Disasters undermine efforts to build prosperity, stability and resilience, claiming lives, disrupting essential services, eroding assets, undoing hard-won development gains and increasing inequality and poverty. Investing in risk reduction is essential to save lives, but also to protect health, livelihoods, services, ecosystems and infrastructure - all essential for achieving the sustainable development goals.

We are in a new era of disaster risk management, facing complex and interconnected systemic challenges. We are grappling with the health, economic and social shocks of COVID-19, on top of climate change and conflict-related disruptions. To effectively manage the risks of disasters, a dramatic shift is required from investing in disaster response, to investing in risk reduction and risk-informed development. Globally, only $5 in every $100 of disaster-related assistance is spent on disaster prevention and preparedness, while 90.1 per cent is spent on emergency responses to disasters – amounting to $1.05 trillion during 2010-2019.

Effective disaster risk reduction minimises the human and economic losses that can set back a country's development progress. It also reduces the need for external assistance and the chance of displacement. From 2010 to 2021, people in Asia and the Pacific were displaced more than 225 million times due to disasters triggered by natural hazards.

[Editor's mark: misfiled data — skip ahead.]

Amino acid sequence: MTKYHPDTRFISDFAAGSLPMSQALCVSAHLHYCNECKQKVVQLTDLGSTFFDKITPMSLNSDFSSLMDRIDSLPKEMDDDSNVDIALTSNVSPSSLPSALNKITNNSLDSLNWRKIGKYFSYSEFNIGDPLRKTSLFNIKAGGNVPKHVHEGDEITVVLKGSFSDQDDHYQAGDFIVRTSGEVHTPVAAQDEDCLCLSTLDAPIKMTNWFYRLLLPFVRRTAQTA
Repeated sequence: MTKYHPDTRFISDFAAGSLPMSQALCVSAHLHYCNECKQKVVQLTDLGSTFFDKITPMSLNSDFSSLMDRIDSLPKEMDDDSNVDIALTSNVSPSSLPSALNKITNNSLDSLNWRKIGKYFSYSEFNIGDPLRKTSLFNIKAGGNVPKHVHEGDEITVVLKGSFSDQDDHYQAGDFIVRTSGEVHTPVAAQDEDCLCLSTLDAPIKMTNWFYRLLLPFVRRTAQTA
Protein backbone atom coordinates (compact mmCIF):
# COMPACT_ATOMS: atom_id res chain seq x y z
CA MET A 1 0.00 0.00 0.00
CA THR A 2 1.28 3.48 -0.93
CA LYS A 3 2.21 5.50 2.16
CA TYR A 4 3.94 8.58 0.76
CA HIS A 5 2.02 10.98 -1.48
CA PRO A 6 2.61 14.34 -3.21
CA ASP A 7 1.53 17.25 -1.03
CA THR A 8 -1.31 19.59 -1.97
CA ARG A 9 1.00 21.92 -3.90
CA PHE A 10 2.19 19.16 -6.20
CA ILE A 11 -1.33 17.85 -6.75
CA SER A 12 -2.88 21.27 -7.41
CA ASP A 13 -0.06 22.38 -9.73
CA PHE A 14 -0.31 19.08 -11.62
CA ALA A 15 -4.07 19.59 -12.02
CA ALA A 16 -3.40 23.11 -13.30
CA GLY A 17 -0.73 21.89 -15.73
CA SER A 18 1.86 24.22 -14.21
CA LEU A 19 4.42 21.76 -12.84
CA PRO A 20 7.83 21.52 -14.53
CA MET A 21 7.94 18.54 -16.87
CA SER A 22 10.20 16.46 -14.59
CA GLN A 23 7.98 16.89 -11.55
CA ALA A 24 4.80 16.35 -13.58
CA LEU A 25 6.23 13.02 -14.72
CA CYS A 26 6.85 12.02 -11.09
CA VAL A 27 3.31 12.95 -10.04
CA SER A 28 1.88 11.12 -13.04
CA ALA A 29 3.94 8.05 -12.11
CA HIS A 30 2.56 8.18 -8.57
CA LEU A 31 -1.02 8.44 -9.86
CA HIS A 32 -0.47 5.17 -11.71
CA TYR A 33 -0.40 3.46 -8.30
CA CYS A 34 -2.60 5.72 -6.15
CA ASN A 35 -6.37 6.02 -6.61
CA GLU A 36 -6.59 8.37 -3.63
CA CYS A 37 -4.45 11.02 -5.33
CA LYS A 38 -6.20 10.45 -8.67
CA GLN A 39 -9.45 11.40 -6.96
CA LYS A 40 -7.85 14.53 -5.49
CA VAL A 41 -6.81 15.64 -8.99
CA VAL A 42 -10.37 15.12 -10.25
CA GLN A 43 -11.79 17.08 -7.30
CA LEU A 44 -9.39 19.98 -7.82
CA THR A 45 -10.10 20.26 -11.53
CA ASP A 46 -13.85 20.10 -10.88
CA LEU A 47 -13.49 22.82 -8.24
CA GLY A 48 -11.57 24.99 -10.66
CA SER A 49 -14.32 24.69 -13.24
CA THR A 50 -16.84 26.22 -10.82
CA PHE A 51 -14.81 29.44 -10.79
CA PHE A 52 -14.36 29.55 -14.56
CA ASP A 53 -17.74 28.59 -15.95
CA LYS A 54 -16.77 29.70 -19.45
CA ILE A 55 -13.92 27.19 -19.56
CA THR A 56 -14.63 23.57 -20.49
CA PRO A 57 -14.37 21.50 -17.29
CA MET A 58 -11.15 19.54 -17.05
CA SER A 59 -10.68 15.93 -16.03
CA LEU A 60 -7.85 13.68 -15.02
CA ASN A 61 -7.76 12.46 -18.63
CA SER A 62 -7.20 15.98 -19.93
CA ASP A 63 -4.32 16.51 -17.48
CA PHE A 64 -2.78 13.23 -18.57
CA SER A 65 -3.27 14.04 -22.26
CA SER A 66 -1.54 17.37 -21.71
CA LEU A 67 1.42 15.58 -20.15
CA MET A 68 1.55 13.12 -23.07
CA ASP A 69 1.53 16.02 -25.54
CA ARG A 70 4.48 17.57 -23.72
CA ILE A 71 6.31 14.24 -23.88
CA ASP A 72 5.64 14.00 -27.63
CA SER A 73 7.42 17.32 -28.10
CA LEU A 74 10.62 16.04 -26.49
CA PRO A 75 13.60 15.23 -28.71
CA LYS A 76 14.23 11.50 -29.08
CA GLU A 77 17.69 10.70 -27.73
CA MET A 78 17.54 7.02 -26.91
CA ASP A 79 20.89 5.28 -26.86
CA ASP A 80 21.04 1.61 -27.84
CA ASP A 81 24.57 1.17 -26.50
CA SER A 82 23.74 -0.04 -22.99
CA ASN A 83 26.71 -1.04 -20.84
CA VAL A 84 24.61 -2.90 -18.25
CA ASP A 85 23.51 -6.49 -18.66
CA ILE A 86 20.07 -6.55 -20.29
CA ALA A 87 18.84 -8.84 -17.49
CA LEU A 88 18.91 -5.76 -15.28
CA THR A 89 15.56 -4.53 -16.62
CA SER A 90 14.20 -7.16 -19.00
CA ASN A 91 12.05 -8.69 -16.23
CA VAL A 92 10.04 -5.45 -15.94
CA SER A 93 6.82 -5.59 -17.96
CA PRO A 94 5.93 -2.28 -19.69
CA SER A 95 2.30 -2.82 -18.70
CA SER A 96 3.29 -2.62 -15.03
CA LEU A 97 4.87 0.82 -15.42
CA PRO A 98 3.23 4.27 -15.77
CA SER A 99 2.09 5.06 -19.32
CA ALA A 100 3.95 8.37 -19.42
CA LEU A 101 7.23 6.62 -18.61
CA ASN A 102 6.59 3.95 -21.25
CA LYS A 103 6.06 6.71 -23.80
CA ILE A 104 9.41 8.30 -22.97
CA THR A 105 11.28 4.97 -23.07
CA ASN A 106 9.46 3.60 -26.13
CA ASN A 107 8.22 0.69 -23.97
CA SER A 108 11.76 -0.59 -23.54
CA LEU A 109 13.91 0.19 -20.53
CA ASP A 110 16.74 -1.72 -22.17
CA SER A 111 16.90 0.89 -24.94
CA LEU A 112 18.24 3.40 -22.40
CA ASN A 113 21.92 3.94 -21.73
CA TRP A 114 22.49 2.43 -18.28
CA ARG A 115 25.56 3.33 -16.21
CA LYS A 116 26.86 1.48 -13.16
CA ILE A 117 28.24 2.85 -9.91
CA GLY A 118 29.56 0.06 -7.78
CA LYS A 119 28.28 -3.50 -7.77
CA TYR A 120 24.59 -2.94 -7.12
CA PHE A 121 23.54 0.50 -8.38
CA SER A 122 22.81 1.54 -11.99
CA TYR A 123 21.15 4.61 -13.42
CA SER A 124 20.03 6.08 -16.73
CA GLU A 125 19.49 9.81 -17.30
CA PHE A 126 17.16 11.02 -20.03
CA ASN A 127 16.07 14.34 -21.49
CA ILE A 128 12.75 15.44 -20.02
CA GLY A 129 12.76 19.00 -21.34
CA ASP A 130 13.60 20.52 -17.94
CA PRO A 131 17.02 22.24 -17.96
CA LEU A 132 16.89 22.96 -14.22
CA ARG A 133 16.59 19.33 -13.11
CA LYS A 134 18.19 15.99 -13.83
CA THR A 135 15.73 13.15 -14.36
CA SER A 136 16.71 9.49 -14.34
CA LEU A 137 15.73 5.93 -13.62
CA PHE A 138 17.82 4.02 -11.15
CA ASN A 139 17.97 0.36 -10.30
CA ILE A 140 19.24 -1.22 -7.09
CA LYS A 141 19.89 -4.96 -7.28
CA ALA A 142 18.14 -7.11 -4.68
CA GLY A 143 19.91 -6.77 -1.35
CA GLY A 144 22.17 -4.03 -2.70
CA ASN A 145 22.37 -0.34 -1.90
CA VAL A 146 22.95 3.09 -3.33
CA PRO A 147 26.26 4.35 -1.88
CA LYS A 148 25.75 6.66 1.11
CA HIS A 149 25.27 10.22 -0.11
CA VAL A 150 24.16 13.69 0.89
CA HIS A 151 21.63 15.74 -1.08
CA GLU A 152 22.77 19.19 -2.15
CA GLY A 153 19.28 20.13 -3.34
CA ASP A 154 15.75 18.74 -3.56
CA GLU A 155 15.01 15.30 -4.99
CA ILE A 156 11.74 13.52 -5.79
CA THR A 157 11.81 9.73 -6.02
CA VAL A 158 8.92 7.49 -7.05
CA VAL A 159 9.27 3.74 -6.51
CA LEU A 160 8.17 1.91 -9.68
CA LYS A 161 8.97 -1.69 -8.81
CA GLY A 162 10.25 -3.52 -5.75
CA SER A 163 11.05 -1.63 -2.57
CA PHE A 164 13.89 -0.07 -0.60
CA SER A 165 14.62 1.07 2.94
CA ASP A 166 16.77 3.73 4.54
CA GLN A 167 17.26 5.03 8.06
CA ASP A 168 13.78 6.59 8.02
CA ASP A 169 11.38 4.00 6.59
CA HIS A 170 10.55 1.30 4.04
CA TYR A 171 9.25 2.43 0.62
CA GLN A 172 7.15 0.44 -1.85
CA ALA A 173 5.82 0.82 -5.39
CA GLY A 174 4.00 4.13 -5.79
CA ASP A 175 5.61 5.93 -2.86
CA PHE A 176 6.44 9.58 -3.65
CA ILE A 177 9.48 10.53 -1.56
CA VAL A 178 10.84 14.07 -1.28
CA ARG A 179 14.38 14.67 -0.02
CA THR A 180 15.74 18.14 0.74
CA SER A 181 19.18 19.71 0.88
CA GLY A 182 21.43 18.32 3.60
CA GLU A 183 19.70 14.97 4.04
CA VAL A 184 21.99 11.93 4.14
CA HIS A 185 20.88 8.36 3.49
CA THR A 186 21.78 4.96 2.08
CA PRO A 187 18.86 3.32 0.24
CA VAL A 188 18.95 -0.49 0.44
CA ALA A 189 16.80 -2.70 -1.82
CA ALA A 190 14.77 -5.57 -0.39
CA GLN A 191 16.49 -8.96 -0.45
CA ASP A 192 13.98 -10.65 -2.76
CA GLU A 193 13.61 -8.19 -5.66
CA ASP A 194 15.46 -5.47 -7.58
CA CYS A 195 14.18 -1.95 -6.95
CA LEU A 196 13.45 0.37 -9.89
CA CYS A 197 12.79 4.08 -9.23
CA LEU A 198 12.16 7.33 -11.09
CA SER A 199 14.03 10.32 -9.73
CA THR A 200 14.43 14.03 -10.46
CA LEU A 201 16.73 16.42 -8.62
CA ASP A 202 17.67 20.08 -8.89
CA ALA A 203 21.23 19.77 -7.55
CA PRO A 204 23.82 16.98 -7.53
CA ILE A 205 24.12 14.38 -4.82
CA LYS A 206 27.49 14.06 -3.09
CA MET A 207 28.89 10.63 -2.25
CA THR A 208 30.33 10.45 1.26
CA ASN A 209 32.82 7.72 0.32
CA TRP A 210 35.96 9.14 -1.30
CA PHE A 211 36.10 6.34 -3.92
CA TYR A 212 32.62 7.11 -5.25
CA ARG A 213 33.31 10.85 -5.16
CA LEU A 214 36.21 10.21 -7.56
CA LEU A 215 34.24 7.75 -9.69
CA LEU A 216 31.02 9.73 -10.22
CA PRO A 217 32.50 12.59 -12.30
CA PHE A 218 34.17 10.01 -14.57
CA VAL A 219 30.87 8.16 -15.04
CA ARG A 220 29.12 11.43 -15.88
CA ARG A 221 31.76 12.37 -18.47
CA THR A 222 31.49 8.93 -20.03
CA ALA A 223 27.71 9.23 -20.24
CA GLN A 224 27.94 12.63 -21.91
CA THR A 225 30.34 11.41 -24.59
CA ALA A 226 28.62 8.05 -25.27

Australia ensures disaster risk reduction considerations are prioritised throughout the development program. We take an all-hazards approach to screen for and manage disaster risk in Australia's international development investments and encourage and support our implementing partners to adopt the same approach.

Australia's total contribution to disaster risk reduction through the international development program has consistently exceeded the target of 1 per cent of ODA since it was recommended at the Global Platform for Disaster Risk Reduction in 2009.

How does Australia support countries to reduce disaster risk?

Australia works with partner countries in the Asia-Pacific, and particularly our Pacific Island neighbours, to help improve resilience to disasters, including:

  • Assisting partner governments to meet their commitments to the Sendai Framework.
  • By ensuring women and girls, people with disabilities, young people, the elderly, indigenous peoples and meeting the individuals of all communities in decision making on risk-informed development and disaster risk reduction is essential.
  • Monitoring and evaluating our own Sendai commitments and deepening the implementation of inclusive mechanisms by co-facilitating the Midterm Review.
  • Working to ensure essential infrastructure is climate and disaster resilient, including through our support to the Coalition for Disaster Resilient Infrastructure and its Infrastructure for Resilient Island States initiative.